THE ARBITRATION CLAUSE: DRAFTING CONSIDERATIONS*
Despite their critical importance, arbitration clauses are often sloppy cut-and-paste jobs that tempt disaster when the transaction becomes unraveled. To some extent, this is because arbitration is a bit like art. Not because both words begin with the first letter in the alphabet. Rather, in arbitration as in art people often claim to be experts notwithstanding their lack of (or even contempt for) what is involved. Surprisingly or not, the legal and practical intricacies of drafting arbitration clauses regularly receive a lack of attention that would be unthinkable in other areas of the law.
To some extent, carelessness also derives from attitudes toward arbitration held by the business managers themselves. Having accepted the basic terms and conditions of their deal, the parties may see discussion of dispute resolution as tasteless—a bit like talking about divorce at the wedding feast. Moreover, the arbitration clause is often considered a “technicality” which merits little expenditure of time or money.
Some fault lies with the lawyers, however. Many transactional attorneys fail to focus on future litigation postures in the event contacts must be enforced abroad. Even the best lawyer may have little time to consider the difference between international and domestic transactions. Consequently arbitration clauses often end up being no more predictable than New England weather in early spring.
No reason exits for this unsatisfactory state of affairs, except perhaps that learning new things requires an element of humility. An arbitration regime can be designed intelligently by focusing on a few core considerations, as will be discussed.
In some cases, a simple reference to a well-known situs and a respected set of rules will be sufficient. ICC Arbitration in London or LCIA Arbitration in Paris would both work. In few instances will any justification exist for detailed prescriptions on memorials, evidentiary submissions, and hearings. For most contracts, it will be best to take the middle ground, considering the major elements outlined as follows, discarding those not relevant to the particular transaction.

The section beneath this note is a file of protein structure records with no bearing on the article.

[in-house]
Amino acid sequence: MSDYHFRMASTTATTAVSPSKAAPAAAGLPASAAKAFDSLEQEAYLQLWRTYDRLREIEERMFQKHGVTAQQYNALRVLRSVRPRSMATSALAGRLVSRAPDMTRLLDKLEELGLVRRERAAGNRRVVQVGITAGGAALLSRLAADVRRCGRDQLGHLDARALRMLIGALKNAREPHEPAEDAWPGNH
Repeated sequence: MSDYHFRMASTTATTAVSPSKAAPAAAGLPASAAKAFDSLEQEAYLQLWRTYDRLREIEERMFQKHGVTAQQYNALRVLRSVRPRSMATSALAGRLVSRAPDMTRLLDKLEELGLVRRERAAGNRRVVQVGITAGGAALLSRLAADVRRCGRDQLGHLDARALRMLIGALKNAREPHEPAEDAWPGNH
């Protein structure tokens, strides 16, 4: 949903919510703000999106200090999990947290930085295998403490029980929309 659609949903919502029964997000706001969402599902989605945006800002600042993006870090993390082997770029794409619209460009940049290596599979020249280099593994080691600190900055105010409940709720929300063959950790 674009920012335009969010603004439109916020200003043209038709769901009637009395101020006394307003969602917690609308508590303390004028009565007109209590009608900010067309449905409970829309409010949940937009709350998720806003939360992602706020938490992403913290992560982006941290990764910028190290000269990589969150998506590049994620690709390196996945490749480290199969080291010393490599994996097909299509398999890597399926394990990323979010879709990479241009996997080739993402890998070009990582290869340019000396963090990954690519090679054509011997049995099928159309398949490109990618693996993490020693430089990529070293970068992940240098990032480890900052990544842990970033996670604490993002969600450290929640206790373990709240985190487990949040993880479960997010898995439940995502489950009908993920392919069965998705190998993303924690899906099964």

The following checklist suggests points of departure for informed reflection on drafting an agreement to arbitrate, taking into account the nature of the dispute and the identity of the parties. There is no magic in the enumeration of issues. Moreover, many fine books are available to guide lawyers further, presenting in-depth treatments of the topic.1 The materials that follow are presented to stimulate the type of thought that can sometimes save clients from disaster and their lawyers from malpractice actions.
Six elements of an arbitration agreement are vital to effective arbitration: (i) an unambiguous commitment to arbitrate; (ii) a workable mechanism for appointment of the arbitral tribunal; (iii) a reasonable standard for fixing the arbitrators’ fees; (iv) establishment of the place of arbitration; (v) determination of the language of the proceedings; and (vi) delineation of the arbitrators’ mission. Other useful components include provisions on interim relief, arbitrator qualifications and authority, as well as expectations on reasoned awards and pre-award attachment. In some cases “last best offer” procedures may be appropriate to define the alternatives open to the arbitrators.
In most cases these matters will be covered by institutional provisions, which are often the safest bet. However, when parties wish to tailor their own clause, consideration of the following items may be helpful.